The Federal Communications Commission has upheld a 20percent rate rollback ordered by the City Council in Ventura, Calif.
Century Communications Corp. appealed the city'sdecision, arguing that effective competition exists in the community.
The City Council targeted Century in July, after residentsobjected to a 6 percent rate increase in March. The council scrutinized theoperator's paperwork, deemed the increase unjustified and ordered Century to rollback its basic rate from $31.50 per month to $25.07.
But the operator further angered customers and regulatorswhen it notified customers in July that it would institute huge hikes in its tier rates. A12-channel tier taken by 65 percent of the operator's 16,000-customer base went from$4.09 per month to $15.29. Two other six-channel tiers also jumped sharply, by more than450 percent. Those tier increases effectively wiped out all but about $3 of the raterollback.
Council members accused the operator of raising rates forits tiers specifically to offset the rollbacks, but Century executives said the timing wascoincidental. When the council indicated that it would not negotiate, nor back down on itsorder, Century went to the FCC.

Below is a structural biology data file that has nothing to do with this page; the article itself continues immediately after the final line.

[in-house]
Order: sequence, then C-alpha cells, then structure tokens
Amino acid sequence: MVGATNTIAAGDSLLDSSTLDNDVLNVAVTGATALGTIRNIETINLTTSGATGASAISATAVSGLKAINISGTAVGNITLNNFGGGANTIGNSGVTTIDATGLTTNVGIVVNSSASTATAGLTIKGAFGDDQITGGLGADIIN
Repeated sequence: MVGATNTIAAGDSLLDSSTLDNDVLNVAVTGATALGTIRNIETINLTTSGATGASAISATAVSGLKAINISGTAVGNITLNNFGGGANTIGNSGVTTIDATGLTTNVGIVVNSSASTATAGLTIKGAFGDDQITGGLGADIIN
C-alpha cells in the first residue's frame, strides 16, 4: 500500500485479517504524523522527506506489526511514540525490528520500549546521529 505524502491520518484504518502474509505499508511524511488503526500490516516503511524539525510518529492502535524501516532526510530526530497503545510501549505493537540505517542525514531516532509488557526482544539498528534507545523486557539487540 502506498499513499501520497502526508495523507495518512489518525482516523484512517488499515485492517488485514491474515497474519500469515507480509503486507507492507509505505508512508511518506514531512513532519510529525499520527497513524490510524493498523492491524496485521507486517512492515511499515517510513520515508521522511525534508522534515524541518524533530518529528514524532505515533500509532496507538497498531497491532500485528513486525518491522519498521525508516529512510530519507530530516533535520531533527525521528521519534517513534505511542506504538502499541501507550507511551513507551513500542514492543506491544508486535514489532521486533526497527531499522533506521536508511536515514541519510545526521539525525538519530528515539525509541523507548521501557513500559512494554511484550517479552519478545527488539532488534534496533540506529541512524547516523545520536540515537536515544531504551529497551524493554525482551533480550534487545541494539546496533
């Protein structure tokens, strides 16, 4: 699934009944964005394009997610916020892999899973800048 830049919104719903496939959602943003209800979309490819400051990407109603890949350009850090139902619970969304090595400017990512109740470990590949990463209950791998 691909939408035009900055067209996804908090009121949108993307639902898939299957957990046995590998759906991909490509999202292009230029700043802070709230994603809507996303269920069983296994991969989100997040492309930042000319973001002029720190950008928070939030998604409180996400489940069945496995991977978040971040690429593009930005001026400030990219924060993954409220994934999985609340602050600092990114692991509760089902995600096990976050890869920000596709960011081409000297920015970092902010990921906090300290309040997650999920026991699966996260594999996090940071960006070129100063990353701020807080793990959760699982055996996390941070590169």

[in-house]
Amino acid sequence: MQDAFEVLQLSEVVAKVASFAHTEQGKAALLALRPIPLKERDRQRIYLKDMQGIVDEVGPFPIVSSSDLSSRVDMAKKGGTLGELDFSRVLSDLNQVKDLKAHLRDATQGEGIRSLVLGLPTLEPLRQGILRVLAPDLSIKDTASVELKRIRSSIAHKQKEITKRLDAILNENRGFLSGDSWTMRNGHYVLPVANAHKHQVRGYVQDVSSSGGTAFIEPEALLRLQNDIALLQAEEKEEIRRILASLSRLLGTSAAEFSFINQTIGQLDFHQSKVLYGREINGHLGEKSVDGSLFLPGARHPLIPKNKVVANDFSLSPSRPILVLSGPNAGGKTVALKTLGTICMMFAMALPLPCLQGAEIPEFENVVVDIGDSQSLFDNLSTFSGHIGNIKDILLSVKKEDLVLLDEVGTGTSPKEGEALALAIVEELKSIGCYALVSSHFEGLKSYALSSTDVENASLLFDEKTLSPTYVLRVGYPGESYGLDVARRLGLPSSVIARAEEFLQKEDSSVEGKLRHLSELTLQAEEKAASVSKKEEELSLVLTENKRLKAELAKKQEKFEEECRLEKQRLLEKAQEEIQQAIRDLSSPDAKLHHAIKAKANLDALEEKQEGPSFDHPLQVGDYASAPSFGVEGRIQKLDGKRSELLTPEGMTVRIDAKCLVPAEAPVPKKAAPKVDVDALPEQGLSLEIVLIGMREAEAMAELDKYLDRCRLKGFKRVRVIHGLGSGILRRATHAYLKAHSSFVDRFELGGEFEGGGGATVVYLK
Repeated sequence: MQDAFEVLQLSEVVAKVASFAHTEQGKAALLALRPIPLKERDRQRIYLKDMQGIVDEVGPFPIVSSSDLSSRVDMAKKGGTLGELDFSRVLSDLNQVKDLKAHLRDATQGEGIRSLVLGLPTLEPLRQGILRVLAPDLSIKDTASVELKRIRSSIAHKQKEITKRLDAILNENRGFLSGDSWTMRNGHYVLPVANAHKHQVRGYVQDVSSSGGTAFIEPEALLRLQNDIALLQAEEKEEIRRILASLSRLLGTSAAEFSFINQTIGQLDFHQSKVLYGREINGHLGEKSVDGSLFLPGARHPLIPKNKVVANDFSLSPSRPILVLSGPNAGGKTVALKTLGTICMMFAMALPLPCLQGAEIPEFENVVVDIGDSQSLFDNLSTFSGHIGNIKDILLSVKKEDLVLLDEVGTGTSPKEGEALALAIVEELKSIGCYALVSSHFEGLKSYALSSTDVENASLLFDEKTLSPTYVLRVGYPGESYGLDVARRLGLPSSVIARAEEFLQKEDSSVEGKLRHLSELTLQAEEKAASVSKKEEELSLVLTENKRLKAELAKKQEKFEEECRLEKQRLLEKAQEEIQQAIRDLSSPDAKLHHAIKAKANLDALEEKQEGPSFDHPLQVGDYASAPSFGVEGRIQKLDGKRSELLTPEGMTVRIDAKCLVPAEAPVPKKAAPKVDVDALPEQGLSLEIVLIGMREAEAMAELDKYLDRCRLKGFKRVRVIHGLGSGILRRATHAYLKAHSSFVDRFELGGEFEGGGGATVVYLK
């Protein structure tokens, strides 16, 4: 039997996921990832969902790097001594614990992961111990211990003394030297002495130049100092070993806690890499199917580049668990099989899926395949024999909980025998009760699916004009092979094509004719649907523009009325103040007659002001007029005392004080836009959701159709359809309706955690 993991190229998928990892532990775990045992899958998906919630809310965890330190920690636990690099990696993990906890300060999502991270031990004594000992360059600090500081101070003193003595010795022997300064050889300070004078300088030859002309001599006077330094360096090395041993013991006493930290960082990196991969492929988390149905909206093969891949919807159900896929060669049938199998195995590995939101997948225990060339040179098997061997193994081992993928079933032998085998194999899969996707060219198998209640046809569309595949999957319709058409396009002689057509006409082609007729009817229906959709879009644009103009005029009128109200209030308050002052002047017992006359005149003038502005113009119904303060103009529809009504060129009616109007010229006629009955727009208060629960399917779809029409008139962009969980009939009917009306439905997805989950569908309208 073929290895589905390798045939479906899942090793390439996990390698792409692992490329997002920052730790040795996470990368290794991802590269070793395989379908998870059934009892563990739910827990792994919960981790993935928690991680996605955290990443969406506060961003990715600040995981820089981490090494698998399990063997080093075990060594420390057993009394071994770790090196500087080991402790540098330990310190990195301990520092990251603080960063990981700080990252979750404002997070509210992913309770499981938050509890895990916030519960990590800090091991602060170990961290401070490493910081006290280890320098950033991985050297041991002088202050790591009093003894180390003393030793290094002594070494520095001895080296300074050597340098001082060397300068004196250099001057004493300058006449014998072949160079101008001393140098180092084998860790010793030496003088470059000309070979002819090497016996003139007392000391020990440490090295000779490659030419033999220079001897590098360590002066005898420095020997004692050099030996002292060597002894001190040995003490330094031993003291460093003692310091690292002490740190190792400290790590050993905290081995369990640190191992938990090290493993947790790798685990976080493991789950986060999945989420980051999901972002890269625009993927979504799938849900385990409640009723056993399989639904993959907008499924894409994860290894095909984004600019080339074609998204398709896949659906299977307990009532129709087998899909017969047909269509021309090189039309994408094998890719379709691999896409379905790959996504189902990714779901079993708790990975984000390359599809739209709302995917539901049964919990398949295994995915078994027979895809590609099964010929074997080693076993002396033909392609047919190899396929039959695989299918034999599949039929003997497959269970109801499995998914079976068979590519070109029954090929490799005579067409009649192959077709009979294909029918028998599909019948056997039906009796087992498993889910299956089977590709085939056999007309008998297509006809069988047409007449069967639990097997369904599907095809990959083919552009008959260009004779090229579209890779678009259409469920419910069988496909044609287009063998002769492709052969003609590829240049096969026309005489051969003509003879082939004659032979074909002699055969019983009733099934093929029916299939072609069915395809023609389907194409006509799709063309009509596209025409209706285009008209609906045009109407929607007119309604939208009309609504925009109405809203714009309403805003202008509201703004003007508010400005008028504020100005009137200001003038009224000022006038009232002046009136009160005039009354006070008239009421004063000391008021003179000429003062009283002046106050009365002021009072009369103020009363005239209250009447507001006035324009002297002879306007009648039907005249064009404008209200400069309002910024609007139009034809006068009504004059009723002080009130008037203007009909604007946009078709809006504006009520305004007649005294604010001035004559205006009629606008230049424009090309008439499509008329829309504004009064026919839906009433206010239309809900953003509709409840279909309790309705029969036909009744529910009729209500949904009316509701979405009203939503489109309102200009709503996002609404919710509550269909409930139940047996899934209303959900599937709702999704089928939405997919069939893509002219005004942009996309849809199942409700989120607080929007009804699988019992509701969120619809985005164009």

The operator cited competition from direct-broadcastsatellite and another hardwire cable operator, Avenue TV Cable, arguing that it faceseffective competition. Under federal law, a community is competitive if at least twoindependent distributors operate there and the second-largest of the competitors serves atleast 15 percent of the market.
Ventura argued that Century's claims were ridiculousbecause Avenue TV does not overlap Century's operation. Both companies are franchisedto served Ventura, but each has carved out its own niche, and neither has published plansto overbuild the other.
Ventura Mayor Jim Friedman, an aggressive critic of theoperator, publicly called the FCC action "a great Christmas present" for cablecustomers.
Ventura and Century continue negotiations forrefranchising, but the mayor has vowed to seek other competitors for the community. Thecity may get a new operator another way, since Century's owners said late last monththat they had hired an investment banker to "explore strategic alternatives,"including the possible sale of the company.